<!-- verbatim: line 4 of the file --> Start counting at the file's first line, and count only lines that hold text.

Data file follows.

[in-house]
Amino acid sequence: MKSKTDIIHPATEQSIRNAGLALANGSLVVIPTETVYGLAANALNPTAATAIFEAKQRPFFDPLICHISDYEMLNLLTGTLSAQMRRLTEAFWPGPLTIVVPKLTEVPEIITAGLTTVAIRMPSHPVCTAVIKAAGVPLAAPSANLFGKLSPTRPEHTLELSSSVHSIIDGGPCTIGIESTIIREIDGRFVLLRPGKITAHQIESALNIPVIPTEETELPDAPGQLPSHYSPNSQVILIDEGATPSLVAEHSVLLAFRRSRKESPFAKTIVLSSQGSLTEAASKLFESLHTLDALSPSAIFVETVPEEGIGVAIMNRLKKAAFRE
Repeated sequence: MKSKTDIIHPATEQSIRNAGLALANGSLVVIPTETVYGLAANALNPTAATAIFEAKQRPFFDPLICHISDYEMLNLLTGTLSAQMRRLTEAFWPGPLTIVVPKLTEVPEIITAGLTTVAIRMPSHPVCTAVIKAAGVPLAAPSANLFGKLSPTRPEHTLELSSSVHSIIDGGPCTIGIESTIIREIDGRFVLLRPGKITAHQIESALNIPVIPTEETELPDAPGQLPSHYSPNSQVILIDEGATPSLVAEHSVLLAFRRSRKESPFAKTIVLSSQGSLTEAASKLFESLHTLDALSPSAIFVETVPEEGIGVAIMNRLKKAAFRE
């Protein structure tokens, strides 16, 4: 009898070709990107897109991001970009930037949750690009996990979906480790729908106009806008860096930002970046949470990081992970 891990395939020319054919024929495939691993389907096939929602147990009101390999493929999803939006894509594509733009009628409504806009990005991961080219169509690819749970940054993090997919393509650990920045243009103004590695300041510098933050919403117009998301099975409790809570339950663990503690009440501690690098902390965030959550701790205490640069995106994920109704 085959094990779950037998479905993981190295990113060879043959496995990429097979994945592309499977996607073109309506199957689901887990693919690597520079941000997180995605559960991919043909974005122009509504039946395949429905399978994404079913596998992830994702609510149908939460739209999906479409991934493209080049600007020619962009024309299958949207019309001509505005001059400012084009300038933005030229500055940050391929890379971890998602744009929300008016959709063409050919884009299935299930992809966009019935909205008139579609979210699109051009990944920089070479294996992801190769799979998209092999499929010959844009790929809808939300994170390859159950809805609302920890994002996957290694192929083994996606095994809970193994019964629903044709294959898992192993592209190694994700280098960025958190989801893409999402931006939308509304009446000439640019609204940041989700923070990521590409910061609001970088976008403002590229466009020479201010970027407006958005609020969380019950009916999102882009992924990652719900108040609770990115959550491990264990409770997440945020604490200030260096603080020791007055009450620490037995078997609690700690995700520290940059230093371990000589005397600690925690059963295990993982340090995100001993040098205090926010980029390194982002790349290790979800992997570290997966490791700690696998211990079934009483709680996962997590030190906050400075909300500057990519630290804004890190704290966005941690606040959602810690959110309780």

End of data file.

């Protein structure tokens, strides 16, 4: 009898070709990107897109991001970009930037949750690009996990979906480790729908106009806008860096930002970046949470990081992970 891990395939020319054919024929495939691993389907096939929602147990009101390999493929999803939006894509594509733009009628409504806009990005991961080219169509690819749970940054993090997919393509650990920045243009103004590695300041510098933050919403117009998301099975409790809570339950663990503690009440501690690098902390965030959550701790205490640069995106994920109704 085959094990779950037998479905993981190295990113060879043959496995990429097979994945592309499977996607073109309506199957689901887990693919690597520079941000997180995605559960991919043909974005122009509504039946395949429905399978994404079913596998992830994702609510149908939460739209999906479409991934493209080049600007020619962009024309299958949207019309001509505005001059400012084009300038933005030229500055940050391929890379971890998602744009929300008016959709063409050919884009299935299930992809966009019935909205008139579609979210699109051009990944920089070479294996992801190769799979998209092999499929010959844009790929809808939300994170390859159950809805609302920890994002996957290694192929083994996606095994809970193994019964629903044709294959898992192993592209190694994700280098960025958190989801893409999402931006939308509304009446000439640019609204940041989700923070990521590409910061609001970088976008403002590229466009020479201010970027407006958005609020969380019950009916999102882009992924990652719900108040609770990115959550491990264990409770997440945020604490200030260096603080020791007055009450620490037995078997609690700690995700520290940059230093371990000589005397600690925690059963295990993982340090995100001993040098205090926010980029390194982002790349290790979800992997570290997966490791700690696998211990079934009483709680996962997590030190906050400075909300500057990519630290804004890190704290966005941690606040959602810690959110309780």